BackgroundThe Trump Administration’s “Buy American Hire American” program highlights the need to restore mandatory country-of-origin labeling (COOL) for beef.  Unfortunately, the importers and all their entrenched Washington, D.C., lobbyists and insiders are spreading false information to dissuade the President from restoring this common-sense initiative that will profoundly benefit America’s farmers and ranchers and America’s consumers.

Myth: The U.S. cannot disregard the WTO’s ruling  against COOL. 

             Truth: The U.S. has yet to seek a diplomatic resolution for COOL as it has in other WTO cases.  Also, the WTO ruling was blatantly conflicted because Ricardo Ramírez-Hernández, a Mexican national and attorney in service to Mexico, was the Presiding Member of the Appellate Body that, unsurprisingly, ruled in favor of Mexico and Canada.


Myth: If consumers wanted COOL, the marketplace would voluntarily apply COOL labels.

             Truth: This is the problem:  Importers are voluntarily applying the “Product of USA” label, but they are putting it on imported beef products that receive only minor processing in the U.S. and on beef derived exclusively from foreign cattle.  Thus, the American cattle farmers’ and ranchers’ trademark is being stolen by importers.


Myth: COOL harms American cattle producers by adding costs to the beef supply chain.

             Truth: When COOL for beef was fully implemented from early 2013 through 2015, American cattle producers received historically high prices for their cattle and their profitability, as measured by returns per bred cow, was also at historical highs. In fact, USDA data show that returns per bred cow dropped 64% since COOL was repealed.


Myth: All beef is the same regardless of where the animal was born and raised.

Truth: This is false as other countries do not have identical environmental, production and food safety standards as the U.S. It is also irrelevant because a label stating “Born, Raised and Harvested in the USA” distinguishes the product as one produced entirely under the United States’ food safety system and by America’s farmers and ranchers.


Myth: COOL does not need to be mandatory as producers can voluntarily label their beef.

             Truth: No, they cannot. In the multi-segmented cattle-to-beef supply chain, cattle producers sell live cattle to the packers that subsequently transform those cattle to beef.  Thus, it is the packer and not the producer that can decide whether to label and, obviously, it is not in the packers’ interest to inform consumers as to the true origins of their beef.

Myth: COOL disrupts the “integrated North American beef supply chain.”

             Truth: A handful of importers choose to purchase imported beef and cattle rather than American beef and cattle and they enjoy windfall profits by passing these cheaper, undifferentiated imports off to unsuspecting consumers as if they were American grown. They also use undifferentiated imports to fill any supply gaps, thus eliminating opportunities to rebuild the U.S. cattle industry and attract new entrants to the ranching sector. COOL will end the importers’ exploitation of the lack of transparency in the market and allow the marketplace to determine the value of beef produced in each North American country.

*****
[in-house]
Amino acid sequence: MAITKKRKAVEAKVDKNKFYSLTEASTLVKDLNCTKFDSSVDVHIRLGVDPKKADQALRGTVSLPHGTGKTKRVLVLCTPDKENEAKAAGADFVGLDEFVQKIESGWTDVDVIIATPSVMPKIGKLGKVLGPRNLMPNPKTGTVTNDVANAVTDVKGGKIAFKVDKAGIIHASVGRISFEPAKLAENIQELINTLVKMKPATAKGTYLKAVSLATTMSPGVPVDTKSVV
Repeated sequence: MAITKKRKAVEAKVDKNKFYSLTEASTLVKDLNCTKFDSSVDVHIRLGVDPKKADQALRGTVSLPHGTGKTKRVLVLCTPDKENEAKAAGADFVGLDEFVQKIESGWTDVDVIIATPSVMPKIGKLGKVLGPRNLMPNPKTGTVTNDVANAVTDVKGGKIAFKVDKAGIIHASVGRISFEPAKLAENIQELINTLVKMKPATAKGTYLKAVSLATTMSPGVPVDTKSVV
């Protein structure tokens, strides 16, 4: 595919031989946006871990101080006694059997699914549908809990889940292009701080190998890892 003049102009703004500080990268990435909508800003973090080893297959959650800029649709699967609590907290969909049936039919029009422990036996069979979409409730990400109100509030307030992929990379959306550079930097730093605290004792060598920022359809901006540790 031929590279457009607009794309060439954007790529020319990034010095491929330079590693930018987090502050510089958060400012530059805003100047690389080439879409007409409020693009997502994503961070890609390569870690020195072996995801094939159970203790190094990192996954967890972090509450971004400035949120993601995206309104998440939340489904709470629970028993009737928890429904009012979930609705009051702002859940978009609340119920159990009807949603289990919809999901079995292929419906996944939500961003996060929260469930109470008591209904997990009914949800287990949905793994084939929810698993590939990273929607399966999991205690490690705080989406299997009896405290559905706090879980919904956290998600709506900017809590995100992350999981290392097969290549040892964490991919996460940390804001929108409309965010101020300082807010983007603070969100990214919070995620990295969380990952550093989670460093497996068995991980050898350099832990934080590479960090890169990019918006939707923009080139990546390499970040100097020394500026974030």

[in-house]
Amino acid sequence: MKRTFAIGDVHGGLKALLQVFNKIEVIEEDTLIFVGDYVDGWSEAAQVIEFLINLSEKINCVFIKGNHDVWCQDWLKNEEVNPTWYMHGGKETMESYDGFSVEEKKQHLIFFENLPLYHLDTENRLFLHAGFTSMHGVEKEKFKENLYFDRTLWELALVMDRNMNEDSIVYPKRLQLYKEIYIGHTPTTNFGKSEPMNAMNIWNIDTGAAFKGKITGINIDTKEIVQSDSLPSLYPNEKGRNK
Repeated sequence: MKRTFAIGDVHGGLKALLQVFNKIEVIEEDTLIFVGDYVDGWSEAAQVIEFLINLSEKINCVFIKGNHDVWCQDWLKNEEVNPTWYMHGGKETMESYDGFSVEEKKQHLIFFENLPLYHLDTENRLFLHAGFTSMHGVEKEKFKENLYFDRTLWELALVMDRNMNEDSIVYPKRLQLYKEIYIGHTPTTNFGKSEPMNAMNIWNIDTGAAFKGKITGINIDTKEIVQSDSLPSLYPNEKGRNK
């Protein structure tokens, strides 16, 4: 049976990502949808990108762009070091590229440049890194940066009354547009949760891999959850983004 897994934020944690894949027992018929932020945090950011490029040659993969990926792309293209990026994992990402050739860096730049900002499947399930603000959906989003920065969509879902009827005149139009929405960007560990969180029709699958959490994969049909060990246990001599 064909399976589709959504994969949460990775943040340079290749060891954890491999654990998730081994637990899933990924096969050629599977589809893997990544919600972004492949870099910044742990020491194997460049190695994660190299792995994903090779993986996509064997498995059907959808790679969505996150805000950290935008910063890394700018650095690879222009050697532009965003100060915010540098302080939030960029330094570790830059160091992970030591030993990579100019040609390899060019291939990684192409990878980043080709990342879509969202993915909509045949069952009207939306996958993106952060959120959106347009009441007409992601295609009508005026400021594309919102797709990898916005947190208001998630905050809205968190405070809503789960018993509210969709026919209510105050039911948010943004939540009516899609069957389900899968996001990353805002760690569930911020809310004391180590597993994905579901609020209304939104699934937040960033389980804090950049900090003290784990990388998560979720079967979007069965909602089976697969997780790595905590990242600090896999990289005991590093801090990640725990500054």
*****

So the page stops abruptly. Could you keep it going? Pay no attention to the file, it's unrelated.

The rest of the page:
Myth: COOL cannot be implemented without a national animal identification system.

             Truth: This is false.  COOL was effectively implemented from early 2013 through 2015 without a mandatory identification system. It relied on producer affidavits and a presumption of domestic origin (any animal not bearing a permanent foreign import marking can be none other than exclusively born and raised in the United States).


Myth: COOL requires the segregation of imported cattle and imported beef and such segregation is difficult and costly.

Truth: COOL does not require segregation but packers may choose to use the same protocols they employ for maintaining the identity of beef of differing quality grades, such as Prime, Choice, Select, etc.., and for beef eligible for certain branded programs, such as Certified Angus Beef, or natural or organic programs, all of which require product tracking throughout the beef manufacturing process after the animal is harvested. The beef packing industry is fully adept at identifying and tracking beef products based on a wide range of production-based criteria that are not observable in the product itself.


Myth: COOL is unconstitutional and its rules exceeded USDA’s statutory authority

             Truth: The Washington, D.C. Appellate Court’s 2014 en banc decision in AMI et al. v USDA et al. upheld both the constitutionality and lawfulness of mandatory COOL for beef.